Samuel Eto'o and Chelsea's line of African greats
Chelsea have announced the signing of Samuel Eto'o, the Cameroon international, from Anzhi Makhachkala on a one-year contract: and remarkably, with this news, they have now recruited arguably the three greatest players that Africa has ever produced.
Eto'o possibly stands on that proudest of podiums alongside Didier Drogba and George Weah, with only Eusebio, born in Mozambique, and Ghana's Abedi Pele with any competing claim to finish in the medal positions.
Of course, George Weah, though he is the only player to have been named the World, African and European Footballer of the Year - a triple crown that he achieved in 1995 - was far past his best upon his arrival at Stamford Bridge, though he occasionally offered reminders of his greatness.
He is most famous for his length-of-the-pitch solo strike against Verona on the opening day of the 1995-96 season, though perhaps his finest achievement was in a Paris St-Germain shirt, running riot against Bayern Munich in the UEFA Cup. Oliver Kahn, the Germans' goalkeeper, rarely looked so unsettled.
Then there's Didier Drogba, who like Weah was a true centre-forward: the very tip of his team's attacking pyramid, an exceptional blend of acceleration, power and technique.
Drogba was remarkable not so much for the volume of his goals - though he was far more prolific than Weah, who was more of a playmaker - but for his almost pathological ruthlessness in cup finals, where he plundered ten goals in ten appearances.
It is a mark of Samuel Eto'o's magnificence that he may, when all is said and done, stand above either of Weah and Drobga in the pantheon of greats.
He is the only man to have won trebles in consecutive seasons of domestic league, domestic cup and UEFA Champions League - at Barcelona in 2009, then at Internazionale in 2010 - and is the only man to have opened the scoring for his team in two UEFA Champions League finals.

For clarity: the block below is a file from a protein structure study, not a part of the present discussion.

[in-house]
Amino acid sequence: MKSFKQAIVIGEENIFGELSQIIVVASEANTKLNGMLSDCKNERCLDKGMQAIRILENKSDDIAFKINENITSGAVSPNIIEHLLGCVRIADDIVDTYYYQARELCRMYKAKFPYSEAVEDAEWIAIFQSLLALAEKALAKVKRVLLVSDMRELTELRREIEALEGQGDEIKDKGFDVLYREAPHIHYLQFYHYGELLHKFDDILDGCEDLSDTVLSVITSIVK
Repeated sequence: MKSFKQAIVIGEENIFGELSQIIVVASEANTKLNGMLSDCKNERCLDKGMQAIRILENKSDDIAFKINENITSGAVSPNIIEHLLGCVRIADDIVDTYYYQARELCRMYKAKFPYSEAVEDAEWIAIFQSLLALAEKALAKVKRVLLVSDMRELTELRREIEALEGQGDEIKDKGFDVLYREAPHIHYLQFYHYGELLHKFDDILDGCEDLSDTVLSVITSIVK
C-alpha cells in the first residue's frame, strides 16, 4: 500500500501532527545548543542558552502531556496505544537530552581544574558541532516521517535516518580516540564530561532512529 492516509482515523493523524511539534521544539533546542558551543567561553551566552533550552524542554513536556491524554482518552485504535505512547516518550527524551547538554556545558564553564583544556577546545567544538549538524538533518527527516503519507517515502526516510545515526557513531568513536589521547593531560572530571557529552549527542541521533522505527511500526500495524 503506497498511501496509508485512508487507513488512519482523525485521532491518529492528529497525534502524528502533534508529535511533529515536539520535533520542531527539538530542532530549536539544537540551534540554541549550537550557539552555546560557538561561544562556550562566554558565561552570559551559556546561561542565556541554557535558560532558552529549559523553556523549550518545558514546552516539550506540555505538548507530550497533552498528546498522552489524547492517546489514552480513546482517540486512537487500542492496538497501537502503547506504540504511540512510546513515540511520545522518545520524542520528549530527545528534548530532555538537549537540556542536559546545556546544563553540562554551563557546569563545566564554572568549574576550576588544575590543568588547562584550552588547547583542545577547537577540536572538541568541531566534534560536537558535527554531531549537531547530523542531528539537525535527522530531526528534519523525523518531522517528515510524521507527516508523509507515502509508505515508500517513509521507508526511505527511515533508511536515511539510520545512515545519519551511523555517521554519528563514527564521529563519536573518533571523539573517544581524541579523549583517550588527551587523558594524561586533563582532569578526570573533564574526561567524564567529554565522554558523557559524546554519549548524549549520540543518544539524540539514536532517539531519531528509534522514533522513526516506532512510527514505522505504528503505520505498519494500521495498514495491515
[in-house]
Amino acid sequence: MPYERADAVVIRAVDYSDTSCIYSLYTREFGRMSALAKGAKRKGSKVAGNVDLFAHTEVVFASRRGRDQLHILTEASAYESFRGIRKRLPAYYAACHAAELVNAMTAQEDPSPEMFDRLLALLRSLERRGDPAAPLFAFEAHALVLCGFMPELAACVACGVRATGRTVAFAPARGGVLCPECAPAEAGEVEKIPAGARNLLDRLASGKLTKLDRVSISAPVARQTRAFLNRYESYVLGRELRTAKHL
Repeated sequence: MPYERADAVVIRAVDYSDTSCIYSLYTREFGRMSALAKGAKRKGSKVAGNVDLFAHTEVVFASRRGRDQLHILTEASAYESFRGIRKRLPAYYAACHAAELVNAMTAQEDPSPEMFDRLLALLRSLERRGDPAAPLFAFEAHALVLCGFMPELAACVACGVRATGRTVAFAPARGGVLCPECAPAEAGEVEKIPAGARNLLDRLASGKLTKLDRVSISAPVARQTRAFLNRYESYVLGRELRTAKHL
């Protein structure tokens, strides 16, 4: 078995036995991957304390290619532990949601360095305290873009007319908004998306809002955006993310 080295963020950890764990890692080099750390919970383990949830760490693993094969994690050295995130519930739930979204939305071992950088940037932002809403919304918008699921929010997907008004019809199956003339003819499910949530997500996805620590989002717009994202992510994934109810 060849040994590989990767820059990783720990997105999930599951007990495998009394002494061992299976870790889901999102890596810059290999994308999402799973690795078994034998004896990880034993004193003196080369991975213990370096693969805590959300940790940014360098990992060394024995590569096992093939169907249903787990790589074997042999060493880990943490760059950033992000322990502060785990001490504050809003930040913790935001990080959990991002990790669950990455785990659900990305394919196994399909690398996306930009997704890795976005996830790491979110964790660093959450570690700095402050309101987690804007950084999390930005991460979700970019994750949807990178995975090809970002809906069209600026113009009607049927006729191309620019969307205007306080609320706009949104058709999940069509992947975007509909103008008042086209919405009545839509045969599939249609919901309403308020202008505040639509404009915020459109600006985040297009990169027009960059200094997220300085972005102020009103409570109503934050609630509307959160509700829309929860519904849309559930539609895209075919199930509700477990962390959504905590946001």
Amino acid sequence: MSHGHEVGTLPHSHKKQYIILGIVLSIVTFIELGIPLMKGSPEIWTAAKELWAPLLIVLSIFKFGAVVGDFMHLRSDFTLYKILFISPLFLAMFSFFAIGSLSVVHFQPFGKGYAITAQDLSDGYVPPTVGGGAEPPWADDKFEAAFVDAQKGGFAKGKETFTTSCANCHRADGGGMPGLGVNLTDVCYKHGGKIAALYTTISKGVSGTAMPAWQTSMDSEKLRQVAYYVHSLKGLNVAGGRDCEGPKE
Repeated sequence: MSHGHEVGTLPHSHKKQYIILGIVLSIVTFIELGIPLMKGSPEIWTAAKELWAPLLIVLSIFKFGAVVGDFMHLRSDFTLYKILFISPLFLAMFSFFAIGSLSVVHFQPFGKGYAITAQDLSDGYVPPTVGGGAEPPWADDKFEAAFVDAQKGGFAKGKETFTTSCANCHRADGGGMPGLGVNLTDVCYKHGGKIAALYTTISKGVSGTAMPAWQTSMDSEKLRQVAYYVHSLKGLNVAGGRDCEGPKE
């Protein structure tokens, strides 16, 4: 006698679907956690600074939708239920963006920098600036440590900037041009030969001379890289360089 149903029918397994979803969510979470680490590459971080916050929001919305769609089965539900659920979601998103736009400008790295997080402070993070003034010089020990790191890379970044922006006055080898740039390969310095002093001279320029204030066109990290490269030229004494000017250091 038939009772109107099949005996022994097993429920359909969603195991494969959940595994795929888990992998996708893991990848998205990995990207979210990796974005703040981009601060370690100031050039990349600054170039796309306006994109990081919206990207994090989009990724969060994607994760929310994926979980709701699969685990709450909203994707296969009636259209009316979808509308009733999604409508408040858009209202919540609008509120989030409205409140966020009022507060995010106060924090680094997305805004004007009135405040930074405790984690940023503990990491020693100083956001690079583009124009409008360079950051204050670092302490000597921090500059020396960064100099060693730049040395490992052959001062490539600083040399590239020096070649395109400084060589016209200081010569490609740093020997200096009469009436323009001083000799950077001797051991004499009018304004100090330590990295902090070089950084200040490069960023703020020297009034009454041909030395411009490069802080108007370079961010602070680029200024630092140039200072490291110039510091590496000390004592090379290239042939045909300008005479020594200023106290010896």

Even Lionel Messi, who is as fast off the mark as any attacker in history, cannot say that.
Happily for Chelsea, too, Eto'o combines the swagger of a rock band's frontman with a rare humility, having played wide on the right for Jose Mourinho when the current Chelsea manager came to Serie A. Though Eto'o will presumably be given nothing other than a central brief, this flexibility will provide Chelsea with the fluidity that Mourinho has traditionally demanded from his forward line.
How good will Eto'o be in the Premier League? There is an argument that his performances have waned considerably since his peak, but that should not be heeded too readily.
Though he is now 32, it is only two seasons since he scored 37 times in 53 games for Internazionale, the best single return of any season in his career.
His strike rate at Anzhi remained at just better than one goal in every two games (36 in 71), and he will be galvanised both by this fresh challenge and by three of the best playmakers in world football: Juan Mata, Oscar and Eden Hazard.
He could also be an excellent mentor to Romelu Lukaku, the Belgium international who could well emerge as one of the next great forwards of African heritage.
Whilst Weah's time at Chelsea had the feel of a farewell tour, this is the first time since Drogba that an African forward has come to the Premier League with the threat of being decisive in a championship standoff.
Once Eto'o acclimatises to the Premier League, which should be reasonably soon, we should readily see what has given so many of the world's finest defenders great cause for disquiet. And for that, once again, we have Africa to thank.